Barry Sternlicht, the billionaire CEO of Starwood Capital Group, a private investment firm, hasn’t pulled any punches when it comes to criticizing the Federal Reserve this year.
In September, Sternlicht said that the Fed is using “old data” to attack the economy with unnecessary interest rate hikes. And this month, he argued the economy is “breaking hard” as borrowing costs soar, meaning a recession is now all but inevitable.
But in an interview with Fortune this week, Sternlicht’s gloves came all the way off.
The billionaire investor said that if the Fed continues raising interest rates, as it’s done five times this year, the effects will be so destructive that they will put the entire capitalist system at risk.
“So the rich guy who loses 30%, he’s still rich, right? But the poor guy who’s working in an hourly job that loses that job, he’s going to say: ‘Capitalism is broken, it didn’t work for me. I lost my job. And this whole system has to go out the door,’” Sternlicht told Fortune.
“You’re going to have social unrest,” he added. “And it’s just because of Jay Powell and his merry band of lunatics.”
Sternlicht isn’t the only one worried about rising interest rates potentially setting off a recession. Economist Steve Hanke told Fortune the Fed was “incompetent,” and said we could be headed for a period of stagflation or recession. And Mohamed El-Erian, the president of Queens’ College at Cambridge, has repeatedly said that the Fed was too slow to respond to inflation last year. Earlier this month, he added that, as a result, the risk of a recession is now “uncomfortably high.”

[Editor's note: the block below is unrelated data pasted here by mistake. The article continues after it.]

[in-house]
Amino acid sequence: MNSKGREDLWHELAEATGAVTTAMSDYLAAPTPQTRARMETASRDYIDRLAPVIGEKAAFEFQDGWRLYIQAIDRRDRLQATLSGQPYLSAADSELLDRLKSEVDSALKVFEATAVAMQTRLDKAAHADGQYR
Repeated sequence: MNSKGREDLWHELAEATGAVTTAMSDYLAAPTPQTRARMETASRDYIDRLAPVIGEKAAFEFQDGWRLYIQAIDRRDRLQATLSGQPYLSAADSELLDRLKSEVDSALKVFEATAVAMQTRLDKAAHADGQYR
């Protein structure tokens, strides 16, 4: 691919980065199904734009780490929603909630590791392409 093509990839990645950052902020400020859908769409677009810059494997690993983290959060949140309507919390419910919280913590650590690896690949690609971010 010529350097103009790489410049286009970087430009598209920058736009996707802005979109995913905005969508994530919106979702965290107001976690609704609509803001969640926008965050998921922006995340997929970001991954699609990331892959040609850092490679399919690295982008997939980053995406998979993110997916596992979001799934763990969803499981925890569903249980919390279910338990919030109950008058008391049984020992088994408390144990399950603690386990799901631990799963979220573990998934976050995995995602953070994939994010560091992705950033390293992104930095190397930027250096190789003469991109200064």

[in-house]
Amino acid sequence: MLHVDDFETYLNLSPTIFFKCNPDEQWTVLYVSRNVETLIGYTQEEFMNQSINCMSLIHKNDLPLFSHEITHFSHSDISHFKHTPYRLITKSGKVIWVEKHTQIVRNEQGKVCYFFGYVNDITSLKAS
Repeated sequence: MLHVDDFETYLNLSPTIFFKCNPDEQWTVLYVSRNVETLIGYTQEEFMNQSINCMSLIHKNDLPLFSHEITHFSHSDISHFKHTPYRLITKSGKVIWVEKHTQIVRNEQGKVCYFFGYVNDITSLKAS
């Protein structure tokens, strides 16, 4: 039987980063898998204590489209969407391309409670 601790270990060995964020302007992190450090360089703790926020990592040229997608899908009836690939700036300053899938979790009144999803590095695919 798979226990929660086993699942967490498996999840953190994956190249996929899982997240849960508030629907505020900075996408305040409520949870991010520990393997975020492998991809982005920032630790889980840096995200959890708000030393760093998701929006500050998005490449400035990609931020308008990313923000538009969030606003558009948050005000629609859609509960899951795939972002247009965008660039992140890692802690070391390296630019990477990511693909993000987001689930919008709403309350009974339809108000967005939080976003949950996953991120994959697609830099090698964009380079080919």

For investors, higher interest rates also weigh on stocks, which means the next few years likely won’t be as kind as the bull market of 2020 and 2021.
Sternlicht believes that the Fed is basing its decision to raise interest rates on lagging inflation data, when instead it should be looking at “real-time” statistics and talking to executives on the ground.
The billionaire, who founded Starwood Property Trust, which owns roughly 250,000 residential properties nationwide, says that rents are “slowing” across the board, but the consumer price index (CPI) is still factoring in rent price increases that happened over six months ago, giving the Fed a misleading picture about that state of inflation in the economy.
Sternlicht also points to falling commodity prices as evidence that inflation is beginning to cool. The CRB commodity index, a broad measure of global commodity prices, has dropped 20% from its July record high.
The investor added that he believes the Fed missed its chance to stamp out inflation in 2021, and now it’s trying to make up for past mistakes. But he emphasized that two wrongs don’t make a right.
“They missed their moment during the crazy casino of 2021 when Gamestop was at $350 a share and crypto world was worth $3 trillion,” he said. “It’s too late to fix it now.”
Sternlicht believes the Fed should pause its rate hikes and wait for the effects to work through the economy before it decides what to do next.
When asked why he believes the Fed isn’t looking at more real-time data, and seems laser-focused on raising rates, Sternlicht gave a pointed response.
“I think maybe they’re just not up for the task,” he said. “Maybe they’re not smart enough to understand the impact of their actions. This is kind of like, and I’m not kidding here, the inmates running the asylum. I think they’re just wrong.”
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